Thursday, 28 February 2013

Hutchins and Hesarghatta

Bangalore is fortunate in the sense that many of the roads and localities still bear the name of persons who lived and worked for the development of the city and its surroundings.
Many of then are either are British or of British origin and a fee like Krumbeigal are German. One such person is Hutchins in whose honor a road is named in Bangalore,
The Hutchins road is perpendicular to Pottery road and is in Banaswadi. This road was in honor of the person who was responsible for the construction of the Hesarghatta lake in Bangalore more than a hundred years ago.
The Hesarghatta lake is a manmade reservoir located 18 km to the north-west of Bangalore city. The lake was created by Hutchins in 1894 across the Arkavathy river to meet the drinking water needs of the city.
It was the then Dewan of Mysore, Sir K. Seshadri Iyer, who conceived the idea of providing the growing city of Bangalore with a  permanent source of drinking water.
The then chief engineer of Mysore State was M. C. Hutchins. Both Iyer and Hutchins planned the Chamarajendra Water Works as a reservoir to store three-years' water supply to Bangalore.
This is how Hesarghatta lake was born and it catered to the needs of the people till the mid 1900s.
Hutchins chose Hesarghatta after surveying several places in and around Bangalore, he zeroed in on Hesarghatta because it was ideally located.
Hesarghatta was located on the banks of the Arkavati, whose origin is in Nandi Hills and joins the Cauvery at Sangam near Mekudatu.
The lake comprises a dam which is an earthen bund, 40.55 metres in height and with a storage capacity of 997 mcft. The project cost:  Rs 20,78,641: incredible is it not.
A brick aqueduct brought water from the Hesarghatta to Turabanahalli. The water here was filtered and chlorinated. It was then sent to Soladevanahalli reservoir from where steam pumps were pumped water to Chimney Hills.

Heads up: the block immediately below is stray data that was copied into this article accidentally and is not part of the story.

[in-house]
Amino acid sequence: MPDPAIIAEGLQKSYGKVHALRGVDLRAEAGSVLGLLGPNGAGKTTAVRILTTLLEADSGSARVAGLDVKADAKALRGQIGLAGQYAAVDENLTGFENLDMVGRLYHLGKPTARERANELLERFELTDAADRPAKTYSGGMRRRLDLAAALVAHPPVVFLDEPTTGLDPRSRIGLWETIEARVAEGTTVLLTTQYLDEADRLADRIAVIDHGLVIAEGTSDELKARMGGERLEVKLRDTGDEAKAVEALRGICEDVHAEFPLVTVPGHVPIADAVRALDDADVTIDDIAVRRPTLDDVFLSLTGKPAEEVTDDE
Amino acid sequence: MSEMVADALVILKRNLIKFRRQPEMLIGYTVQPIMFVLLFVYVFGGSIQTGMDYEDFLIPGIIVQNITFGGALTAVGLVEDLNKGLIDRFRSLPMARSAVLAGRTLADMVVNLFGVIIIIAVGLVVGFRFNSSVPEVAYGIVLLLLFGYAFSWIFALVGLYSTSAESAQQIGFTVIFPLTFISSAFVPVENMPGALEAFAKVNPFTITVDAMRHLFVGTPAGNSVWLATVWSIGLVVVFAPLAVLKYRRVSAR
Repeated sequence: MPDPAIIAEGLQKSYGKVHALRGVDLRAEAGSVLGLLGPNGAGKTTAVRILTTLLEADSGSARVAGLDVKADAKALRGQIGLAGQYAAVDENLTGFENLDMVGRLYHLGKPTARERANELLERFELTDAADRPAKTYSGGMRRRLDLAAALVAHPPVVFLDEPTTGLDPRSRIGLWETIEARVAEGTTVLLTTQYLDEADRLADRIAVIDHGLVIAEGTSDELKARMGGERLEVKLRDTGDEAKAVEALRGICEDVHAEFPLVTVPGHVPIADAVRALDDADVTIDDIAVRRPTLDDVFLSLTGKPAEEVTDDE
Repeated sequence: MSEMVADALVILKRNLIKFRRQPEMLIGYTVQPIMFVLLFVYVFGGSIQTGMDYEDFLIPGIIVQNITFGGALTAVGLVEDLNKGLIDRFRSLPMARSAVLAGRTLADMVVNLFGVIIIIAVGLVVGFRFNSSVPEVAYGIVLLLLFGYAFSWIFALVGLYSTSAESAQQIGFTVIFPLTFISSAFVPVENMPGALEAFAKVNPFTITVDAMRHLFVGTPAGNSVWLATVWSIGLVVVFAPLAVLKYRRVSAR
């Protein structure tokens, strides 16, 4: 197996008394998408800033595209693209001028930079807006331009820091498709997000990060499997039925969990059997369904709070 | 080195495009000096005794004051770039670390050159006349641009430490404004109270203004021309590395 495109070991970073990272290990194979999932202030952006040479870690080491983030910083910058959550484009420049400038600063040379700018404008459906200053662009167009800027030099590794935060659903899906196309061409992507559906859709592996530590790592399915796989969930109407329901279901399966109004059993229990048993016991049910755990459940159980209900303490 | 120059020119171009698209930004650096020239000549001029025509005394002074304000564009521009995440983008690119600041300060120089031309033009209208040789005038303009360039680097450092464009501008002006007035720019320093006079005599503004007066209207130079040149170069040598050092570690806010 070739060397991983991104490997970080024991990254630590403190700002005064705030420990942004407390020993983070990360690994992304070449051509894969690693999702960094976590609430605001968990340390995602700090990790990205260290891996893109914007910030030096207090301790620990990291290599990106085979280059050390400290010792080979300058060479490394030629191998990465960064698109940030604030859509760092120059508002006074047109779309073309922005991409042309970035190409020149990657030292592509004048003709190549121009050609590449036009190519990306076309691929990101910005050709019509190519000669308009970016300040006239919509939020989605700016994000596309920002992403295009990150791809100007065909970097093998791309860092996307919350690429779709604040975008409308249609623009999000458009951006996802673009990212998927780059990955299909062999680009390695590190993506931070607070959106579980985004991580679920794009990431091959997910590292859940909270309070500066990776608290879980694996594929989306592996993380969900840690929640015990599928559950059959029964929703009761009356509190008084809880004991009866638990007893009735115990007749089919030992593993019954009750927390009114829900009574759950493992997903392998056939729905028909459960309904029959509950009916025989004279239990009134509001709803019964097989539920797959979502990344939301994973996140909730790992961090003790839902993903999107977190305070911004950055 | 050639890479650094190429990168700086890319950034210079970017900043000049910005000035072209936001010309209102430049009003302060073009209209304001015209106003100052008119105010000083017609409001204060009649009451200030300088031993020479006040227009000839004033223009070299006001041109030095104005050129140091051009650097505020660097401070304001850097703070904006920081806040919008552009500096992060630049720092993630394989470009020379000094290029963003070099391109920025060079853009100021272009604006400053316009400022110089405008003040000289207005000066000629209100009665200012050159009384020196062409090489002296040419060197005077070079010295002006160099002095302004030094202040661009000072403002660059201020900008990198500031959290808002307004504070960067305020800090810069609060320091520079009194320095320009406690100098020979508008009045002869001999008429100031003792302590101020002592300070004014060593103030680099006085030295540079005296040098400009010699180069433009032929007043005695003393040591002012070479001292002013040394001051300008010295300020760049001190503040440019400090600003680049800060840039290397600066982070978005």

Water from the Chimney Hills flowed  to the Jewel Filters at Malleswaram and was then distributed to the entire city.
Water from Hesarghatta was pumped into homes in both City and Civil and Military Station (Cantonment) in mid 1896. Until the Tippagondanahalli (TG Halli) tank was constructed in 1933, Hesarghatta continued to be the main source.
The reservoir and dam supplied 36 million litres of water every day to the then Bangalore city.
Even today, we can find Hume pipes on the road to Hesarghatta. The pumping station at Soledevanahalli too is still standing, a mute testimony to the engineering skills of a bygone era.
Until the first Cauvery water supply project was commissioned in 1974, Hesarghatta reservoir and Tippagondanahalli dam (TG Halli dam) were the main source of water for Bangalore.
The water supply scheme worked perfectly from 1894 to 1933. Then the problems began. The water levels began steadily dipping and the catchment area decreased and in 1986, the Bangalore Water Supply and Sewerage Board stopped using water from the Hesarghatta reservoir to meet demands of the city.
Today, the reservoir is bone dry and residents of villages around the lake have to rely on water supplied by tankers. What an irony.
Experts say that Bangalore would have been spared its water woes  had the catchment area been kept alive.
Today, the channels leading to the lake and even the catchment area has been encroached. Apart from Hesarghatta, more than one hundred smaller tanks on the course of Arkavathy have run dry.  Bangalore now depends only on Cauvery and TG Halli for its water needs.
However, the vast grasslands of the lake and its tank bed are him to nearly 150 species of birds and small animals.
Today, the residents of  Bangalore have forgotten both the Hessarghatta tank and the man behind its construction. The road too is known by the name and very few people are aware of the Hutchins who designed Bangalore’s first modern water supply system.    
Hutchins Road today lies  east of city centre and it still possesses a few quaint British style bungalows. It is also one of the major roads of Cooke Town.
The last I read of this road was really ironical. More than 50 houses on this road were left with no water supply for more than an year. This was unbelievable but true. Imagine, residents of the area after whom Bangalore’s first water works were named had to suffer such a shortage.
The funny thing is that all the fifty houses were being regularly sent water bills though there was no water supply. This is the best example of shining India.

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